Treaty of Loudun

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Treaty of Loudun
Signed May 3, 1616
Location Loudun
Languages French

The Treaty of Loudun was signed on May 3, 1616, in Loudun, France, and ended the war that originally began as a power struggle between queen mother Marie de Medici's favorite Concino Concini (recently made Marquis d'Ancre) and Henry II de Condé, the next in line for Louis XIII's throne.[1] The war gained religious undertones when rebellious Huguenot princes joined Condé's revolt.

Negotiations and terms[edit]

Negotiations between the court and Condé took place at Loudun between February and May and were conducted by the secretary of state, Nicolas de Neufville, Marquis de Villeroy.[2] Père Joseph, a confidant of Armand-Jean du Plessis (at the time Bishop of Luçon and Queen Anne's grand almoner, later to become Cardinal Richelieu and first minister), also took part.[3] The treaty was signed by Marie and Condé and officially ended the revolts by many nobles in France at the cost of royal concessions and reparations to Condé and others.[1] Based on the terms of the treaty, the Huguenots were allowed to unite their churches in France with those in Béarn.[4] Moreover, the treaty granted amnesty to Condé along with others and made Condé head of the council of state.[1] Concini was removed as lieutenant-general of Picardy and governor of Amiens, while Condé received one and a half million livres.[2]


Concini remained with quite a bit of power as the favorite of Marie, who eventually made Condé also give his support. Du Plessis, a supporter of Concini, was made conseiller d'état late in May, and Concini got Villeroy removed from his post as councillor in June (although this did not take full effect until August 9). Concini was also made lieutenant-general in Normandy and governor of Caen and received a sweetener of 300,000 livres.[2] He was widely unpopular for being a foreigner (an Italian from Florence), and his receipt of these emoluments again inspired many nobles to think of revolting.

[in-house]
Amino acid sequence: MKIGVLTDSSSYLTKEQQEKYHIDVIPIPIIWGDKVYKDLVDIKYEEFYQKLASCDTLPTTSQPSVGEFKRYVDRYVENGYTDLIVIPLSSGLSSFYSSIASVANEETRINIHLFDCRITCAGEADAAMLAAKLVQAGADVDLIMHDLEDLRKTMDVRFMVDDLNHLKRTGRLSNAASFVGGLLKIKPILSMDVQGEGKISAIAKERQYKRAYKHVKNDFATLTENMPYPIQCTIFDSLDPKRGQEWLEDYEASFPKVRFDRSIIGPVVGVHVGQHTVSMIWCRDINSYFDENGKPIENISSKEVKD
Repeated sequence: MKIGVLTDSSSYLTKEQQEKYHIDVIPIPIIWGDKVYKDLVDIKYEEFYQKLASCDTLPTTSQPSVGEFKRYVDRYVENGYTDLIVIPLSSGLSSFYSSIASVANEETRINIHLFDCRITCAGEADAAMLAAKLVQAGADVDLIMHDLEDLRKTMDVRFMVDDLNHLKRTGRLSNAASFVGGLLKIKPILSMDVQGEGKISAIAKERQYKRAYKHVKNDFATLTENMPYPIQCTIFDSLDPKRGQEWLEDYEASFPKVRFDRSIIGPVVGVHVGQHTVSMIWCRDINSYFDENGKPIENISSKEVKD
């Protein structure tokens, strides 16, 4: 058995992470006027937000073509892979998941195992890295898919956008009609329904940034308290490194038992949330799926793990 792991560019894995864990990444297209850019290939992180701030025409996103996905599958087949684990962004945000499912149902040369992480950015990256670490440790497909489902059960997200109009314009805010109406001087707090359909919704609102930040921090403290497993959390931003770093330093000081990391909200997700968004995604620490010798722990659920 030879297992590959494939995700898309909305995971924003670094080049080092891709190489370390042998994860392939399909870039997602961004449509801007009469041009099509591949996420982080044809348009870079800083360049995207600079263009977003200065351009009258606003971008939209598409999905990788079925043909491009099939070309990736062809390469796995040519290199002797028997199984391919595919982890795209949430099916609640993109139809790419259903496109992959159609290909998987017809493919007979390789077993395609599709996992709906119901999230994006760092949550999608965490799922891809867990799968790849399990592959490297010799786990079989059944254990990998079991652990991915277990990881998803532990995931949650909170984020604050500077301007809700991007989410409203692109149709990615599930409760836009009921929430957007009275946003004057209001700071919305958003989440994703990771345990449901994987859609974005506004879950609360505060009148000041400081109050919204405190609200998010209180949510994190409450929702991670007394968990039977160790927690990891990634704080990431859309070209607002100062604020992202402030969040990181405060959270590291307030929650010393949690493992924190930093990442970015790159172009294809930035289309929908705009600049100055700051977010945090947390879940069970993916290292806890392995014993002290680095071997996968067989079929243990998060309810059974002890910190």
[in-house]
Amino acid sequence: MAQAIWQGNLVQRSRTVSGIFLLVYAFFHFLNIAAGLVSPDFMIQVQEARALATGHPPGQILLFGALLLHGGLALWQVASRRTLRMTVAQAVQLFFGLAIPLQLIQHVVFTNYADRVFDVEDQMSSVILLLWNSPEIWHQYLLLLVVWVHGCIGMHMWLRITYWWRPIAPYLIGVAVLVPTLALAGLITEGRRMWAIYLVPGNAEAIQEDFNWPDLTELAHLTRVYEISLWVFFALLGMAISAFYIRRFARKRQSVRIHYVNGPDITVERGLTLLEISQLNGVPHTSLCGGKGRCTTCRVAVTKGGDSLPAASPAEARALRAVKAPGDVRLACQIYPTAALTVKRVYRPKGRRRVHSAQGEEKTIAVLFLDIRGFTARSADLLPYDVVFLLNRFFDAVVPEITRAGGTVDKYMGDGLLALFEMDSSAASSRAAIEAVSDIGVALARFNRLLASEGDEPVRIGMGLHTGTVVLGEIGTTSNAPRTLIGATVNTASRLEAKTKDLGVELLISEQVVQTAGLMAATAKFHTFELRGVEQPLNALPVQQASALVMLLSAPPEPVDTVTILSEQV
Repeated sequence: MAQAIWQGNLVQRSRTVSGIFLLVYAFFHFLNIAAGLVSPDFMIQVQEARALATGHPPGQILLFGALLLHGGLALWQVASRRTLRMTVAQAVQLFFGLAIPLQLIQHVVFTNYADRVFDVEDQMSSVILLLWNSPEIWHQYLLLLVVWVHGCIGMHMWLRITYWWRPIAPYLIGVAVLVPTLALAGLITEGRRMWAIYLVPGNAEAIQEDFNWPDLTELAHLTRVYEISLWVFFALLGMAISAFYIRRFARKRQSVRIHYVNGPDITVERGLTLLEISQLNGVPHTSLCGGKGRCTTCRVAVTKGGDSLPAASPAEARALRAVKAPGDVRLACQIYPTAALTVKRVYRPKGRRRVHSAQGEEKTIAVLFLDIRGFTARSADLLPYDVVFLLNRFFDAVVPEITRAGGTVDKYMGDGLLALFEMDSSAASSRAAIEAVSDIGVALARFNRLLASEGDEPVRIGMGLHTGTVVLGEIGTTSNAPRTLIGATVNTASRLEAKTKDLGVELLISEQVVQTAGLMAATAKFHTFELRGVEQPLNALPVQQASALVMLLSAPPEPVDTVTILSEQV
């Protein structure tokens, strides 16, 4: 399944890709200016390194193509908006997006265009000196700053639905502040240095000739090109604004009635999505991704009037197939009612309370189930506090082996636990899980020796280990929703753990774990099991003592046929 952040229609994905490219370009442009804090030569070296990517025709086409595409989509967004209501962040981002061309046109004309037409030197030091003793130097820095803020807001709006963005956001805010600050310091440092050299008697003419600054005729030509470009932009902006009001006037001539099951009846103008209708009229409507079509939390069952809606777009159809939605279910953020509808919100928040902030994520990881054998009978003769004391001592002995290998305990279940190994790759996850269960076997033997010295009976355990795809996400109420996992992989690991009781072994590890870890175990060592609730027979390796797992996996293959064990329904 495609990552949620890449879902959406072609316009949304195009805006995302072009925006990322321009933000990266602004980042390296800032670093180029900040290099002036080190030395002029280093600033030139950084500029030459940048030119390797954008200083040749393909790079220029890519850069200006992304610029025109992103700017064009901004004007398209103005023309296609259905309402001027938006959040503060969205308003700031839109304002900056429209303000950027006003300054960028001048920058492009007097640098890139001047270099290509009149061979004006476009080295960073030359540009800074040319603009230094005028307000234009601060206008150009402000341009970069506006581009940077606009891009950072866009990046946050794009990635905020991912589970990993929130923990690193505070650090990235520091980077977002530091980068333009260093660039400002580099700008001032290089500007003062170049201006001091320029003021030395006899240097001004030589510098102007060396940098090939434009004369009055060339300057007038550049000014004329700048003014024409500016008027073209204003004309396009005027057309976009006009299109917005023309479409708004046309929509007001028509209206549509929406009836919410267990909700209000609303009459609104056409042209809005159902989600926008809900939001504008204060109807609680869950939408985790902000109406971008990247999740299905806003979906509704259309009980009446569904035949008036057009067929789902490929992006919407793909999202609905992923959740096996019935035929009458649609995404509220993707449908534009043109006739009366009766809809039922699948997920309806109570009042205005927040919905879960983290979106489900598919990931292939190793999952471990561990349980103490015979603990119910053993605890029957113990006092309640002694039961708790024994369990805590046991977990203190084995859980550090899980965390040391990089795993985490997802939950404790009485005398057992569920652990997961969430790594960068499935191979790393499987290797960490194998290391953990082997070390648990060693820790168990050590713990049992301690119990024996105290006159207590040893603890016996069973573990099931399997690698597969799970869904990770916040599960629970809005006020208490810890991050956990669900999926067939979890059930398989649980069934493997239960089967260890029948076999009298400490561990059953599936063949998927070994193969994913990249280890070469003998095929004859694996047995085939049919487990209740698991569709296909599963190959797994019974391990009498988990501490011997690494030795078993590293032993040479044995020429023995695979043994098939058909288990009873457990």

Condé meanwhile forsook good governance in an attempt for increased personal power and the throne.[5] After Condé told Concini that he could not longer protect him from the nobles, Marie decided to take steps to protect her favorite. Louis XIII went along with Marie's plan to arrest Condé, inviting Condé to a small chat and using palace guards to arrest him on September 1, 1616.[1] Condé's followers then fled from Paris. Thus, the peace was broken and war broke out again between the supporters of Concini and Condé's followers. The war ended with Louis XIII's coup d'état of April 24, 1617, when Concini was arrested, but reportedly resisted and was killed. Marie and her entourage, including du Plessis, were exiled to the Château de Blois on May 3.[6]

See also[edit]


  1. ^ a b c d Moote 1991, p. 86
  2. ^ a b c Levi 2000, pp. 42–43
  3. ^ Levi 2000, p. 42
  4. ^ Parker 1971, p. 70
  5. ^ Dyer 1877, p. 101
  6. ^ Dyer 1877, pp. 102; Levi 2000, pp. 45–47


  • Dyer, Thomas Henry (1877), Modern Europe from the Fall of Constantinople to the Establishment of the German Empire, A.D. 1453-1871: 1593-1721, London, England: G. Bell & Sons  [1]
  • Levi, Anthony (2000), Cardinal Richelieu and the Making of France, New York: Carroll & Graf, ISBN 9780786707782 
  • Moote, A. Lloyd (1991), Louis XIII, the Just, Oxford, England: University of California Press, ISBN 0-520-07546-3  [2]
  • Parker, David (1971), "The Social Foundation of French Absolutism 1610-1630", Past & Present, Oxford University Press, 53, pp. 67–89  [3]

External links[edit]